Reconsiderations to the Commercial and Industrial Solid Waste Incineration (CISWI) rules were finalized on February 1, 2013. Additional reconsiderations proposed in 2014 have not yet been finalized. Existing sources are expected to have until February 7, 2018 to comply with the rule, but the actual compliance date will be established in individual State Plans, and could be earlier. State Plans that establish a compliance date more than one (1) year after U.S. EPA approval of the State Plan must include enforceable increments of progress. Affected sources located in states without U.S. EPA approved State Plans will be subject to the Federal Plan, which has not yet been promulgated.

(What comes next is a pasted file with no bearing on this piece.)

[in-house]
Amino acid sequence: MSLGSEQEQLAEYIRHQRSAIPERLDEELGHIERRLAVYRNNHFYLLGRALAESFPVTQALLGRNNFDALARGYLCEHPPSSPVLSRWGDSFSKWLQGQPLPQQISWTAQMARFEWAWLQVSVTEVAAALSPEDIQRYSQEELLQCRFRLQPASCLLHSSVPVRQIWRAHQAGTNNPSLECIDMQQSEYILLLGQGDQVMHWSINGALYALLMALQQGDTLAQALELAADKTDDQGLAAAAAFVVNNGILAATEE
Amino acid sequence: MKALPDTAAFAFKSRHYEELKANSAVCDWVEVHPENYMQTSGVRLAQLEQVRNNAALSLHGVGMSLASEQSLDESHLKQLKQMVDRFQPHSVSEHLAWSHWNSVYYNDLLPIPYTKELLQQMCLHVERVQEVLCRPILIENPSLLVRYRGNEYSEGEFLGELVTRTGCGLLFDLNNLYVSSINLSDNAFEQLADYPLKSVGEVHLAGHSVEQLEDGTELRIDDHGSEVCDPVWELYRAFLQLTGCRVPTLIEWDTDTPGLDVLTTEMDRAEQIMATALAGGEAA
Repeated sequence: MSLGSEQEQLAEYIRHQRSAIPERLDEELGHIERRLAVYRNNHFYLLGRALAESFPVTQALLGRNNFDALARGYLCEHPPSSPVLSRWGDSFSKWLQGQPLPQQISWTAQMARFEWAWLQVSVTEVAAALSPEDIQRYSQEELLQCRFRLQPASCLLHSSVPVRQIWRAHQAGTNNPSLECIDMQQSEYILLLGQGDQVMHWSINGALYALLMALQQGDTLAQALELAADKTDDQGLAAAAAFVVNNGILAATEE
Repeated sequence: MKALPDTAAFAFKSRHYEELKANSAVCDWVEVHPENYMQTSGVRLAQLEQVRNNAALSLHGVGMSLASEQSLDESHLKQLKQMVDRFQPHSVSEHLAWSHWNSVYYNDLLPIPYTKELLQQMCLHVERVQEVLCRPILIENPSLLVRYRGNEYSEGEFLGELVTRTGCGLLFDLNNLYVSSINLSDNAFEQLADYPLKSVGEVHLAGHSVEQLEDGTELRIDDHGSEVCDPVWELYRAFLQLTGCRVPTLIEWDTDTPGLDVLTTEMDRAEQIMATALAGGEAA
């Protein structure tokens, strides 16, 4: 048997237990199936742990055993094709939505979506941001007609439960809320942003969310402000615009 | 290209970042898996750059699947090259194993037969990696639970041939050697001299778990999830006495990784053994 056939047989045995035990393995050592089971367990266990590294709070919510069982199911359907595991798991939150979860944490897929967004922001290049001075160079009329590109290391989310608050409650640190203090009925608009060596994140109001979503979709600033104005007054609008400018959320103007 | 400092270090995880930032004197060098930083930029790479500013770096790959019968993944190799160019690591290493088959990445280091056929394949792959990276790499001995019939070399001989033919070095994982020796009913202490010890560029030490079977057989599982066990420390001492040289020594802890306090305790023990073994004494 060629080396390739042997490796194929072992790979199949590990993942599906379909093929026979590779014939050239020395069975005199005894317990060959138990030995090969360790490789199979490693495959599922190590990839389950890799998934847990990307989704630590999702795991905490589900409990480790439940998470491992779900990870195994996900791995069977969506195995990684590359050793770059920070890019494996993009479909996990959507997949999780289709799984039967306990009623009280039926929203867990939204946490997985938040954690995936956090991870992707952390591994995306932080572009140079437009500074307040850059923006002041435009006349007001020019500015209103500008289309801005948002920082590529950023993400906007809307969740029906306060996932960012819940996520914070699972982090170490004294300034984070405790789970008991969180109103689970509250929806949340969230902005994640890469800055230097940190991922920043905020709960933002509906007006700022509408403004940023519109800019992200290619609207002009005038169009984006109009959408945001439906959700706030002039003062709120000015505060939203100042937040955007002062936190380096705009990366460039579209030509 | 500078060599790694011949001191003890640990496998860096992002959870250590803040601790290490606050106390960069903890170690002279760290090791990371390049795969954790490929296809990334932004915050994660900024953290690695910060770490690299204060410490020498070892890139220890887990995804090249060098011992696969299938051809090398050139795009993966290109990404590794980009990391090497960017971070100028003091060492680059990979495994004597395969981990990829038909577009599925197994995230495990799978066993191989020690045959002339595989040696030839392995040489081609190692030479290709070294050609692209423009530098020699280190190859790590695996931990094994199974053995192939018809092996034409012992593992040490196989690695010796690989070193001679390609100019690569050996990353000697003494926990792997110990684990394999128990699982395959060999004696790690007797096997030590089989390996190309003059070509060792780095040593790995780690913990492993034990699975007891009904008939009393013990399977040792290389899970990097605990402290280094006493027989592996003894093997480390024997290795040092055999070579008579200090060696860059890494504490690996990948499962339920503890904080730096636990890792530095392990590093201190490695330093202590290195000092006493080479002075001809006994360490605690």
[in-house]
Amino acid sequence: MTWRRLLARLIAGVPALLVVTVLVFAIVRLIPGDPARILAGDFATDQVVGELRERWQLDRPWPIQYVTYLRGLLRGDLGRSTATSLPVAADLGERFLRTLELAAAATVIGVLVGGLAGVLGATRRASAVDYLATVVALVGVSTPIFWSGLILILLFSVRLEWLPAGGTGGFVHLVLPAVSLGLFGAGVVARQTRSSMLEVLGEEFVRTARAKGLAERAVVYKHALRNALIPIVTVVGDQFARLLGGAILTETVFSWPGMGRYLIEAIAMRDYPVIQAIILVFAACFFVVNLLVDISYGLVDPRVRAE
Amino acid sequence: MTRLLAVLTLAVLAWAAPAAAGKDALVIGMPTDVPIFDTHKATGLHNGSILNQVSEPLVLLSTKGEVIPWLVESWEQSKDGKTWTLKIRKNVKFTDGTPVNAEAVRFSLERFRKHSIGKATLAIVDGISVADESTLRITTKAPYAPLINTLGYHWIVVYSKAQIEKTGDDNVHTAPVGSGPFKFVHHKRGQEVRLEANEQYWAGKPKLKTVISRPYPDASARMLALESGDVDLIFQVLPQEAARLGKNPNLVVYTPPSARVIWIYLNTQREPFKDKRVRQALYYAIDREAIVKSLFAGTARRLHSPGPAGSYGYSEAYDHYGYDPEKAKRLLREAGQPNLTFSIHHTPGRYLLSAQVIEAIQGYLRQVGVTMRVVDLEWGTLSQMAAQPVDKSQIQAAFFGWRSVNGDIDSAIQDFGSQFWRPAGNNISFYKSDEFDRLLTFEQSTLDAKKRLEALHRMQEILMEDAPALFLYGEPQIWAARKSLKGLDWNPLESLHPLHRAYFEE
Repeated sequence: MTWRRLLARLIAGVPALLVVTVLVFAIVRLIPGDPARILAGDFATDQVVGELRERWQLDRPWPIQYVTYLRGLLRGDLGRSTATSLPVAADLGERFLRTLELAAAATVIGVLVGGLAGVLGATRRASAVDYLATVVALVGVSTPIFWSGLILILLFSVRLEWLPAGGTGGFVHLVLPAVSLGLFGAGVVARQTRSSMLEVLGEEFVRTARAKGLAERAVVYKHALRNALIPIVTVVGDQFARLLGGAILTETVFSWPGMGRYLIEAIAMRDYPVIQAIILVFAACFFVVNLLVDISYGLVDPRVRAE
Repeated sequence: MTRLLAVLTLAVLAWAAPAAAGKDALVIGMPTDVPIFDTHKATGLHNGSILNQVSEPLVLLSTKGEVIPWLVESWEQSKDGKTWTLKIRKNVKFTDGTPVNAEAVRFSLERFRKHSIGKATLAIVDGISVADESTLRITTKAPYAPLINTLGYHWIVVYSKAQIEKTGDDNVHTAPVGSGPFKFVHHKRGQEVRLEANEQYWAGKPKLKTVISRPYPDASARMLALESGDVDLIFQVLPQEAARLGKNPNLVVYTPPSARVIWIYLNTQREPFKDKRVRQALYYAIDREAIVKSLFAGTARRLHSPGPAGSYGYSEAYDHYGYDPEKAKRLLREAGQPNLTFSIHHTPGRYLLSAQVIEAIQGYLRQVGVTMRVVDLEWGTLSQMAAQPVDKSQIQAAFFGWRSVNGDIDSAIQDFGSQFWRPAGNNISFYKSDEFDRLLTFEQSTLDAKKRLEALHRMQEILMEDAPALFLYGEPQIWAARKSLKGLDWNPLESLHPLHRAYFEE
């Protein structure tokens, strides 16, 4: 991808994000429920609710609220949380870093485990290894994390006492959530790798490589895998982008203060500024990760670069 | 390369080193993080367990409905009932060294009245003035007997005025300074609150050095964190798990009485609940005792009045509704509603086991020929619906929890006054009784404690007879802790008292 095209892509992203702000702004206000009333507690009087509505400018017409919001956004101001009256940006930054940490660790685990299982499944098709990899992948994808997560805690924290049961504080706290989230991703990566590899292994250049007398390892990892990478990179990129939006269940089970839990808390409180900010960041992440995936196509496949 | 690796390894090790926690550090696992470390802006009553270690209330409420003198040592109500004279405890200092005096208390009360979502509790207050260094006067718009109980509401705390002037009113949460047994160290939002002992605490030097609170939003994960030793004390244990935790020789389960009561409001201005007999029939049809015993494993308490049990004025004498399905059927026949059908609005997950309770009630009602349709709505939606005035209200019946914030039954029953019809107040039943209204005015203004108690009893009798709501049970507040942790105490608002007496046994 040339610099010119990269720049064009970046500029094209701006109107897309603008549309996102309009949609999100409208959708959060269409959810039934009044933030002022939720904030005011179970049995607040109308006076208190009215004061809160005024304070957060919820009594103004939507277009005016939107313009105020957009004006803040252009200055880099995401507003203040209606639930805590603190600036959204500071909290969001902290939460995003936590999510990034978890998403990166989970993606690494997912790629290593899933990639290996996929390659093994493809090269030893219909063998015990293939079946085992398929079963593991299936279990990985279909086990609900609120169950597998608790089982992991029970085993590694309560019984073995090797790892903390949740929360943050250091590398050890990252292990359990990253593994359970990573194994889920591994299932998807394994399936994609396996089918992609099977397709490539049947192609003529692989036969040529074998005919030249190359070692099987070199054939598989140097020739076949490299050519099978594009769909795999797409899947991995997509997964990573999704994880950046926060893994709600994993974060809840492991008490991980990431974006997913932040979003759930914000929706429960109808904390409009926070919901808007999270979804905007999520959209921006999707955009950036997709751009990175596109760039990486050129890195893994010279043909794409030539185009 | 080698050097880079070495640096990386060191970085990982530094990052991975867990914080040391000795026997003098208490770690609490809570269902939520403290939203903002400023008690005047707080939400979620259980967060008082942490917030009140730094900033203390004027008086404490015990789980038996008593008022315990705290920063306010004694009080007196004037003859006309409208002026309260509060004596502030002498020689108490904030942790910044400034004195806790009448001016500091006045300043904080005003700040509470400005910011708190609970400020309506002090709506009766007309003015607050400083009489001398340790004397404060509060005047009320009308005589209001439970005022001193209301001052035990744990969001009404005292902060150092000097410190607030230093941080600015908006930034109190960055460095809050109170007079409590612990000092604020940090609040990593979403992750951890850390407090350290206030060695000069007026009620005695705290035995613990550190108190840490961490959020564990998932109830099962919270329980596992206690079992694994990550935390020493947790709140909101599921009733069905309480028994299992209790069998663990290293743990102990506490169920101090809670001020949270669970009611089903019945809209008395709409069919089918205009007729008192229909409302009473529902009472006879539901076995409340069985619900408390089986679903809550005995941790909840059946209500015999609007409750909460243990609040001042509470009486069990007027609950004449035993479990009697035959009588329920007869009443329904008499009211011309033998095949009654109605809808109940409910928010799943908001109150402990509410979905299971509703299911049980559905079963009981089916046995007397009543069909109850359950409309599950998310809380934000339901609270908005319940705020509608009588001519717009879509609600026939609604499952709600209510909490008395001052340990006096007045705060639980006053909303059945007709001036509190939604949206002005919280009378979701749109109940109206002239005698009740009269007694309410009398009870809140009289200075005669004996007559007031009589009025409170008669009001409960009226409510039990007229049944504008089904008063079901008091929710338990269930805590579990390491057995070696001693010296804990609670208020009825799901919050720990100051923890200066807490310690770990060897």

Last but not least, the Non-Hazardous Secondary Materials (NHSM) rule, which determines whether NHSM are wastes when used as fuels or ingredients in combustion units, is expected to see some changes in 2016 as well. Amendments were proposed in 2014 to add three materials to the list of categorical “non-waste” exemptions, including construction and demolition (C&D) wood, old corrugated cardboard (OCC) rejects, and creosote treated railroad ties. The amendments are expected to be finalized in early 2016.